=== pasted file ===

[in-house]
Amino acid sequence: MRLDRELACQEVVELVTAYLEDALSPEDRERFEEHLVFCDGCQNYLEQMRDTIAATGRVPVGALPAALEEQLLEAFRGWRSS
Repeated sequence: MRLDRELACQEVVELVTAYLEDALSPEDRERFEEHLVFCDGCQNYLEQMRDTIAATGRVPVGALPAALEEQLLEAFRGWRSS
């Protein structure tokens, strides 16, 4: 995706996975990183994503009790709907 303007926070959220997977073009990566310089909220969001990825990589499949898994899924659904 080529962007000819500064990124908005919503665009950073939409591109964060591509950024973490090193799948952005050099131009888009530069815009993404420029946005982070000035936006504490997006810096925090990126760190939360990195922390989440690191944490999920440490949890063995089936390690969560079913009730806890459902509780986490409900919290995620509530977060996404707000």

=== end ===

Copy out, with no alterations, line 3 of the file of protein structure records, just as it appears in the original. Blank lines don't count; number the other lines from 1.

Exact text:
Repeated sequence: MRLDRELACQEVVELVTAYLEDALSPEDRERFEEHLVFCDGCQNYLEQMRDTIAATGRVPVGALPAALEEQLLEAFRGWRSS